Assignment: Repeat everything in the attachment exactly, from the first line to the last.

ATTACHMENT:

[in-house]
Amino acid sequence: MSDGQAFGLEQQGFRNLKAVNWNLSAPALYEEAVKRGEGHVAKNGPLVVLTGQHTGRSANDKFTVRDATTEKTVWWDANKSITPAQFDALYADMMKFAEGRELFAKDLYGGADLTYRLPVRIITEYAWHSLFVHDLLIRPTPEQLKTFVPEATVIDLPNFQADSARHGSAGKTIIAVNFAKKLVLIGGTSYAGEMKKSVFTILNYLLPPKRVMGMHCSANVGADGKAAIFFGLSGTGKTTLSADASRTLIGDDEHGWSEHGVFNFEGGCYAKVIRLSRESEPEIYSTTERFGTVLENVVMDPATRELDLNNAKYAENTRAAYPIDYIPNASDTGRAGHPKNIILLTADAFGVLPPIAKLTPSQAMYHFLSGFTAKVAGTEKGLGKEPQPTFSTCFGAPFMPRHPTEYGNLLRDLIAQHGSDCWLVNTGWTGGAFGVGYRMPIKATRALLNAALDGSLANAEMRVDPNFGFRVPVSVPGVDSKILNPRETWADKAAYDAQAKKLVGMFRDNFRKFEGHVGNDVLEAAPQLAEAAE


[in-house]
Amino acid sequence: MSDGQAFGLEQQGFRNLKAVNWNLSAPALYEEAVKRGEGHVAKNGPLVVLTGQHTGRSANDKFTVRDATTEKTVWWDANKSITPAQFDALYADMMKFAEGRELFAKDLYGGADLTYRLPVRIITEYAWHSLFVHDLLIRPTPEQLKTFVPEATVIDLPNFQADSARHGSAGKTIIAVNFAKKLVLIGGTSYAGEMKKSVFTILNYLLPPKRVMGMHCSANVGADGKAAIFFGLSGTGKTTLSADASRTLIGDDEHGWSEHGVFNFEGGCYAKVIRLSRESEPEIYSTTERFGTVLENVVMDPATRELDLNNAKYAENTRAAYPIDYIPNASDTGRAGHPKNIILLTADAFGVLPPIAKLTPSQAMYHFLSGFTAKVAGTEKGLGKEPQPTFSTCFGAPFMPRHPTEYGNLLRDLIAQHGSDCWLVNTGWTGGAFGVGYRMPIKATRALLNAALDGSLANAEMRVDPNFGFRVPVSVPGVDSKILNPRETWADKAAYDAQAKKLVGMFRDNFRKFEGHVGNDVLEAAPQLAEAAE